One important condition which must be fulfilled in order for this arrangement to work properly, is that the total movement in the bridge expansion joint really is distributed evenly between the elongated structures. According to one embodiment of the invention this is accomplished by a hydraulic system which employs a set of two hydraulic cylinders for each of the elongated structures, one master cylinder placed at the expansion joints and operated by the bridge itself and one slave cylinder arranged to move the elongated structure due to the pressure generated by the aforementioned master cylinder. The correct movement of each elongated structure with respect to the section of the bridge against which it is supported (on rollers) is adjusted by the use of a proper ratio between the diameters of the master and slave cylinder. For example the slave cylinder of the first elongated structure (counted from the expansion joint itself) will have a cross-sectional area of its slave cylinder only slightly larger than that of its master cylinder in order to produce almost as much movements towards the middle of the expansion joint as the bridge moves away from the middle of the same expansion joint, which in fact keeps this first elongated structure nearly stationary with respect to the ground below. This again means that it only moves slightly away from its counterpart on the other side of the middle of the expansion joint, thereby producing a gap which is small enough to be taken up by the cable using conventional methods of cable support with respect to the elongated structures. For the second elongated structure (still counted from the mid-point of the expansion joint) the slave cylinder has a cross-sectional area somewhat larger as compared to its master cylinder than was the case for the first structure and so on until the last structure has a very large ratio between cross-section area of slave cylinder to that of master cylinder, which in effect makes this elongated structure move very little with respect to the bridge itself, so that the cable may be cleated to the bridge itself outside this section without undue expansion movement in the cable occuring at the transition point.
The above embodiment of the invention has been explained in detail since it is a good example of how the desired movement of each elongated section may be controlled with good accuracy. However, this should not be taken as a limitation of the invention to this system. In fact any mechanical, electrical or other type of system may be used as well, according to this invention.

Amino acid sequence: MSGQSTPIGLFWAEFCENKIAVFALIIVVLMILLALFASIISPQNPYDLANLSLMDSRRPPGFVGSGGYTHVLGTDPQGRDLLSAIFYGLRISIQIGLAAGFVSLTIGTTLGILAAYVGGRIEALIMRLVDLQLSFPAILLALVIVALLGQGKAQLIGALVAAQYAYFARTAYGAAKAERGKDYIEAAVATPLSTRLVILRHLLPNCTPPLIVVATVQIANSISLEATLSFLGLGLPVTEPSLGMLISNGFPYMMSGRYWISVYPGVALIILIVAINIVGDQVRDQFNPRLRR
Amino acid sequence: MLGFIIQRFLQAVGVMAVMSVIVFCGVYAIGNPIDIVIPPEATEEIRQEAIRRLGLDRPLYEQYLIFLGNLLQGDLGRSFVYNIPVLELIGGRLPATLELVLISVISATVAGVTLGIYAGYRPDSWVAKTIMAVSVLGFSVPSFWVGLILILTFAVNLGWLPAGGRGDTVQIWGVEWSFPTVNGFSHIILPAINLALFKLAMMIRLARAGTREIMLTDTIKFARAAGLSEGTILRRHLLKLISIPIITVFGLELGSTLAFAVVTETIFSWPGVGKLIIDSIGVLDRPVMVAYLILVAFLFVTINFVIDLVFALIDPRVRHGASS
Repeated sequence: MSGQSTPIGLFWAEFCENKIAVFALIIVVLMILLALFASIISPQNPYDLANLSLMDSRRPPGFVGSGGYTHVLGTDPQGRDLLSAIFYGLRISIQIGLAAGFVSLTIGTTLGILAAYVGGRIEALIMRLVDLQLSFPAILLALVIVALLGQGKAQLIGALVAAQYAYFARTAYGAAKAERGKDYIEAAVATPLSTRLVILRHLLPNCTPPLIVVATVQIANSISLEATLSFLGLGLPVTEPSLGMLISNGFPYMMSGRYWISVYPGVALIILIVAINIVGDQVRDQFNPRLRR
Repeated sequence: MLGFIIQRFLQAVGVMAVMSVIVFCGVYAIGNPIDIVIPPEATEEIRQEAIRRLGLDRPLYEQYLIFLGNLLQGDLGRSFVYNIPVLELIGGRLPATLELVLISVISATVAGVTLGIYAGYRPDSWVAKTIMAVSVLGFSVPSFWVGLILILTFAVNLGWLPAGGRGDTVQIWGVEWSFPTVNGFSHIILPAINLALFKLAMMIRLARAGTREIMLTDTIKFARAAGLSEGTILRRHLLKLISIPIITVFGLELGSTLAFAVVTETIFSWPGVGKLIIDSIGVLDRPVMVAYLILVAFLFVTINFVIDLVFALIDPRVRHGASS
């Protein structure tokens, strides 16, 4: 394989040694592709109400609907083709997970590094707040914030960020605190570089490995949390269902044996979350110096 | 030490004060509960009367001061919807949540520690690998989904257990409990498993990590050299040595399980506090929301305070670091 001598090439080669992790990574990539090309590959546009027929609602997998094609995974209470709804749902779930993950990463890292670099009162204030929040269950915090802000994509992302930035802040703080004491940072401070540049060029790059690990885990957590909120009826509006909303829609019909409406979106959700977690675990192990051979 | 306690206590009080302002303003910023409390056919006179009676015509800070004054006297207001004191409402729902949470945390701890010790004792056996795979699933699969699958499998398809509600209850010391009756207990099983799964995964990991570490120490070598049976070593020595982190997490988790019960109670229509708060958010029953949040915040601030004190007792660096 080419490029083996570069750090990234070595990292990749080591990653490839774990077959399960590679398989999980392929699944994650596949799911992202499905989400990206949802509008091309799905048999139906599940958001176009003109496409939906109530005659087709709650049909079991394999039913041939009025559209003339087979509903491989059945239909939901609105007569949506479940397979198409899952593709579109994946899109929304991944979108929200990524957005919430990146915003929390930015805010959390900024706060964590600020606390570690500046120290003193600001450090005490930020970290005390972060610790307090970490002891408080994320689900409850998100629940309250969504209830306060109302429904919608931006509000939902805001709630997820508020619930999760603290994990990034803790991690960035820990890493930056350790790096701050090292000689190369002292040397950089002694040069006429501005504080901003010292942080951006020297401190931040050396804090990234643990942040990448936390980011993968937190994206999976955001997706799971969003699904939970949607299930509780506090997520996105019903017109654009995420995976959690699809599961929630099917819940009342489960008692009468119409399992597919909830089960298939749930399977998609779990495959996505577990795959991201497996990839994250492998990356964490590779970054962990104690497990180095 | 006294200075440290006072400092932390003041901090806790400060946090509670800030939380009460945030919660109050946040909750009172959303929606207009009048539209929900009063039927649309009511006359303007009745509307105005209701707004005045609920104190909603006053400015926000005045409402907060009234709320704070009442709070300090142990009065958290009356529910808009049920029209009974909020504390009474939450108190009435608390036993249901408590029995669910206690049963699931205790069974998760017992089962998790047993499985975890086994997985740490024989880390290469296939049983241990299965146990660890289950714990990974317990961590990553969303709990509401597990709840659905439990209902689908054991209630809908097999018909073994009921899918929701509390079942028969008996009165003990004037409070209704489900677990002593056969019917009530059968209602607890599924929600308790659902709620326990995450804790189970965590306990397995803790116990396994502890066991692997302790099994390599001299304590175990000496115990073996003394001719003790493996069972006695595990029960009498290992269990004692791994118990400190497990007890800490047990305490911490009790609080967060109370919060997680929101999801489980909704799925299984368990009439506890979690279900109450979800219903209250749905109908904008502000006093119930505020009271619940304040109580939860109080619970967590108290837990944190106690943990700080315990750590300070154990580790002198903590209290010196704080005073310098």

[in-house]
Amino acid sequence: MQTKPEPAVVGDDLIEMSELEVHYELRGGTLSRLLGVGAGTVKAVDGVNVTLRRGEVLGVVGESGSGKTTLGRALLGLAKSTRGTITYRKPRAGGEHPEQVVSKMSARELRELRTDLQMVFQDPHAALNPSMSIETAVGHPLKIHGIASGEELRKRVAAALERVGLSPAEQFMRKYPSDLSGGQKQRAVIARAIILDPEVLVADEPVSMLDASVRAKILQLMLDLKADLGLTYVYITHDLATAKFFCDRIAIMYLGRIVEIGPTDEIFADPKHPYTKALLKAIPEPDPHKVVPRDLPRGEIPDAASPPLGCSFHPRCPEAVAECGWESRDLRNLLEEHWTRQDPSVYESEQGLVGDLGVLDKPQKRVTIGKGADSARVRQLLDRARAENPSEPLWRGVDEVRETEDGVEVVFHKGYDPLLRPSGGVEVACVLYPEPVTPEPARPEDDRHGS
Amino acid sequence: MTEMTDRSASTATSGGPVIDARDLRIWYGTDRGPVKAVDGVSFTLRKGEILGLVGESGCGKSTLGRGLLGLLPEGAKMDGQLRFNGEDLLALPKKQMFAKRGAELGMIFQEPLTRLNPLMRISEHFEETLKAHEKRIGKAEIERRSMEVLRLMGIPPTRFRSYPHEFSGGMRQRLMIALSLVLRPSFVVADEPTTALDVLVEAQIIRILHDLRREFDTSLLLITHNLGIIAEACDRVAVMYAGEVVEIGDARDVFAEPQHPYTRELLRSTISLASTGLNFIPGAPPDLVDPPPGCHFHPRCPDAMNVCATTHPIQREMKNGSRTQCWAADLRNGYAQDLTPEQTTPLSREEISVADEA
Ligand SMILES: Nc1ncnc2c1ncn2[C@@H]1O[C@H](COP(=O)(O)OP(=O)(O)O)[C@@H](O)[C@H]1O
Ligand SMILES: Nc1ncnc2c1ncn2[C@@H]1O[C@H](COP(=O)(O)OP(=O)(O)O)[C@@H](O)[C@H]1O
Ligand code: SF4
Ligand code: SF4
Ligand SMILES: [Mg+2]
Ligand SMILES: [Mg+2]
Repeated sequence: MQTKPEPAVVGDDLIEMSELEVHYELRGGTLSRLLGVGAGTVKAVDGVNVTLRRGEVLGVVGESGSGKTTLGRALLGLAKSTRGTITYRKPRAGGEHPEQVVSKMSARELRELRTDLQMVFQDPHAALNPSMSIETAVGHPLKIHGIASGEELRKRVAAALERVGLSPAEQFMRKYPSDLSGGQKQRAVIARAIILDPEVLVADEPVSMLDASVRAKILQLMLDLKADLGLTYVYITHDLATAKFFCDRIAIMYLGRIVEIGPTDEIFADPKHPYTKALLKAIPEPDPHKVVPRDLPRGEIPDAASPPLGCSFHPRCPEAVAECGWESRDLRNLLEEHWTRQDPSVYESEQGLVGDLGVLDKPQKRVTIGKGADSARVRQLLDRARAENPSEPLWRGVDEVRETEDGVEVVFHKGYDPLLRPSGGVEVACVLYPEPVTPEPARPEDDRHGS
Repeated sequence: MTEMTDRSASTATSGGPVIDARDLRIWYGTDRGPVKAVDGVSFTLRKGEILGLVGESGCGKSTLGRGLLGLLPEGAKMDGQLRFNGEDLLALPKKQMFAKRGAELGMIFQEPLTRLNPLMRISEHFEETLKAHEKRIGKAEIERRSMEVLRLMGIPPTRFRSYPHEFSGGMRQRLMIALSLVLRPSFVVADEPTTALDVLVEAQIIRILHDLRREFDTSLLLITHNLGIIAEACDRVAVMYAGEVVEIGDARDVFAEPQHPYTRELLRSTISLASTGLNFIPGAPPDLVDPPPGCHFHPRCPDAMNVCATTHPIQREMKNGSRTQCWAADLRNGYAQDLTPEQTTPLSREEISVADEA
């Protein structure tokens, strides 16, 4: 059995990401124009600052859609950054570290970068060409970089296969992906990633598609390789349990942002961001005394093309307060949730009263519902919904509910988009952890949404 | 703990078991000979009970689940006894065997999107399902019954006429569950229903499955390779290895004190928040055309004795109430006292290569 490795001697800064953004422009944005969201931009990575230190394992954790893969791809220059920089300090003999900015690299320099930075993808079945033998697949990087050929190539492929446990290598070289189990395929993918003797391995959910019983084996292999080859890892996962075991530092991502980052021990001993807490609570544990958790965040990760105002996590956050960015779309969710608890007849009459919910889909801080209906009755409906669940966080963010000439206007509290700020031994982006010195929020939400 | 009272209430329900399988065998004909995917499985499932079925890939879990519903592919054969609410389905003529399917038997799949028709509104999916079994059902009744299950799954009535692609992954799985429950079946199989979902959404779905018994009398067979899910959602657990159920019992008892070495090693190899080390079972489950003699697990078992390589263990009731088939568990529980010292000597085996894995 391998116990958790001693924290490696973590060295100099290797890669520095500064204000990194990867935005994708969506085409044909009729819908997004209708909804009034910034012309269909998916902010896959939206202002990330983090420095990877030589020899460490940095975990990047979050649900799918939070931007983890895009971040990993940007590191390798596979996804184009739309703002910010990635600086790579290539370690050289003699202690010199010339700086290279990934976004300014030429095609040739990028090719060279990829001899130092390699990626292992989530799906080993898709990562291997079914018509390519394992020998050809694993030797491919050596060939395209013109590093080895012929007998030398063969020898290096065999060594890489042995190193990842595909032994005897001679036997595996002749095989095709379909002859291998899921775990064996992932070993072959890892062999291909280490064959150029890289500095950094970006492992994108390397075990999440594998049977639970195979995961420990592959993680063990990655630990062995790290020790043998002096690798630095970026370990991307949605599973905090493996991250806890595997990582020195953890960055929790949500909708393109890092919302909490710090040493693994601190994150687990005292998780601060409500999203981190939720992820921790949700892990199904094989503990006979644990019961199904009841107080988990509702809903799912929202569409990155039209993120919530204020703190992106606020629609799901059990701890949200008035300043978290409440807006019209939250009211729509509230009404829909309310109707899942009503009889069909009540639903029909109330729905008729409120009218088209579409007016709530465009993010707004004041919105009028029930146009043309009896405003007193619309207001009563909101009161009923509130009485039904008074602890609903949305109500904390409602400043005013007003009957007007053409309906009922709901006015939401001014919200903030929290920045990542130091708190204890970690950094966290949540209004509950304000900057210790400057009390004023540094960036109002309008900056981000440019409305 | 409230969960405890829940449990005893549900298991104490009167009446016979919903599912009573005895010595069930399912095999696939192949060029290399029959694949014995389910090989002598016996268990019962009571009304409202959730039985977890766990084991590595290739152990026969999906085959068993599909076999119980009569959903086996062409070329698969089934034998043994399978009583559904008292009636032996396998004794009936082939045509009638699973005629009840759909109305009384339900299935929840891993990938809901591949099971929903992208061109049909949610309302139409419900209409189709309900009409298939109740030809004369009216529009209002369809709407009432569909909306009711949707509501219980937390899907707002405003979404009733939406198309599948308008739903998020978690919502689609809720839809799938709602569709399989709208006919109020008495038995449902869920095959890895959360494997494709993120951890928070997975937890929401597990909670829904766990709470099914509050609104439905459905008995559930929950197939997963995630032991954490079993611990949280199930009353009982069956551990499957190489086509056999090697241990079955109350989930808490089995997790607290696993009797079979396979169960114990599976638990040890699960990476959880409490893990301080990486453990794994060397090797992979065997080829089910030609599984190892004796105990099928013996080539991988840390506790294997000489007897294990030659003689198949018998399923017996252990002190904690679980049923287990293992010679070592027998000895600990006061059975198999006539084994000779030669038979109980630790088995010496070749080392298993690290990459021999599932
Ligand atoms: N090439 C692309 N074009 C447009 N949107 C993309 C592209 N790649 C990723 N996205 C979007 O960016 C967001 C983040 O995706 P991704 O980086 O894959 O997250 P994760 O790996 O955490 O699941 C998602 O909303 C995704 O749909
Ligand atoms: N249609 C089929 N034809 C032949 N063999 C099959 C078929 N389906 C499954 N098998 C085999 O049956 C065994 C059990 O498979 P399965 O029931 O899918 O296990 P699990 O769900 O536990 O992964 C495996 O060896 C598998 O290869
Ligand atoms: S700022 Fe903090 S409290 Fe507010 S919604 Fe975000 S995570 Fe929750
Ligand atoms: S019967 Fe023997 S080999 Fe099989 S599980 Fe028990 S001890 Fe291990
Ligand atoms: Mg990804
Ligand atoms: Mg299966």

The following detailed description of one embodiment, together with reference to the attached drawings, will further explain the invention.
As will be apparent from the preceeding, the invention is particularly useful in solving the problem of cable movement at the point where the bridge (or other elongated structure supporting the cable) has an expansion joint, but it is equally suitable in limiting the amount of bending a cable is subjected to, in any other installation where cable movement is a problem. As examples of this type of installations, for which the invention would be very suitable, the following may be mentioned (keeping in mind that the use of the invention is by no means limited to only these examples):
Floating power stations (nuclear or conventional) moored inside breakwaters in such a manner that the horizontal movement is small, but not negligible, and where the barge on which the power station is located, moves up and down with the tide.
Power stations installed on floating platforms located off-shore and utilizing gas or oil from nearby oil wells to produce electric power to be transmitted to shore.